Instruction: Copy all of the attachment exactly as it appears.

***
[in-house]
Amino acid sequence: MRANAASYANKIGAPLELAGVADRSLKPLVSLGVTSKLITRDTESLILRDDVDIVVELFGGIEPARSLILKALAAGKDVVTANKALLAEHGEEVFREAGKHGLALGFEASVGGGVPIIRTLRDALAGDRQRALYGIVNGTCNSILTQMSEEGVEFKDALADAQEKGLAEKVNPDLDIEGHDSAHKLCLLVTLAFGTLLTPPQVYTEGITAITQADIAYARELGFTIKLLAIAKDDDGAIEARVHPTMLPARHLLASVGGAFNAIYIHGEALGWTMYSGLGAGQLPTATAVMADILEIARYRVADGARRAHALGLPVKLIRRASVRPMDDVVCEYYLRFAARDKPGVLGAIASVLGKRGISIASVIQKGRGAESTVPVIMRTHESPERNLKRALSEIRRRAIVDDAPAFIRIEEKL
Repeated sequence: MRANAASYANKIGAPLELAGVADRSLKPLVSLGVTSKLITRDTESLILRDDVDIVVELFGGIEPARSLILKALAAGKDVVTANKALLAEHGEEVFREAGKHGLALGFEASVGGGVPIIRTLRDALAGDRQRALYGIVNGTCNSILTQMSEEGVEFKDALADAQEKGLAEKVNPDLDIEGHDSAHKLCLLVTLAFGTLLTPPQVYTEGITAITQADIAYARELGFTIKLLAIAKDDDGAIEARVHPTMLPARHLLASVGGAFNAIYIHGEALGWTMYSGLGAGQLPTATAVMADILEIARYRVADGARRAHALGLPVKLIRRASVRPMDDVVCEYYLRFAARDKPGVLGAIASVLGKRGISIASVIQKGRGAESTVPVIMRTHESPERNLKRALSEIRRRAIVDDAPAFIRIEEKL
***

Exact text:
[in-house]
Amino acid sequence: MRANAASYANKIGAPLELAGVADRSLKPLVSLGVTSKLITRDTESLILRDDVDIVVELFGGIEPARSLILKALAAGKDVVTANKALLAEHGEEVFREAGKHGLALGFEASVGGGVPIIRTLRDALAGDRQRALYGIVNGTCNSILTQMSEEGVEFKDALADAQEKGLAEKVNPDLDIEGHDSAHKLCLLVTLAFGTLLTPPQVYTEGITAITQADIAYARELGFTIKLLAIAKDDDGAIEARVHPTMLPARHLLASVGGAFNAIYIHGEALGWTMYSGLGAGQLPTATAVMADILEIARYRVADGARRAHALGLPVKLIRRASVRPMDDVVCEYYLRFAARDKPGVLGAIASVLGKRGISIASVIQKGRGAESTVPVIMRTHESPERNLKRALSEIRRRAIVDDAPAFIRIEEKL
Repeated sequence: MRANAASYANKIGAPLELAGVADRSLKPLVSLGVTSKLITRDTESLILRDDVDIVVELFGGIEPARSLILKALAAGKDVVTANKALLAEHGEEVFREAGKHGLALGFEASVGGGVPIIRTLRDALAGDRQRALYGIVNGTCNSILTQMSEEGVEFKDALADAQEKGLAEKVNPDLDIEGHDSAHKLCLLVTLAFGTLLTPPQVYTEGITAITQADIAYARELGFTIKLLAIAKDDDGAIEARVHPTMLPARHLLASVGGAFNAIYIHGEALGWTMYSGLGAGQLPTATAVMADILEIARYRVADGARRAHALGLPVKLIRRASVRPMDDVVCEYYLRFAARDKPGVLGAIASVLGKRGISIASVIQKGRGAESTVPVIMRTHESPERNLKRALSEIRRRAIVDDAPAFIRIEEKL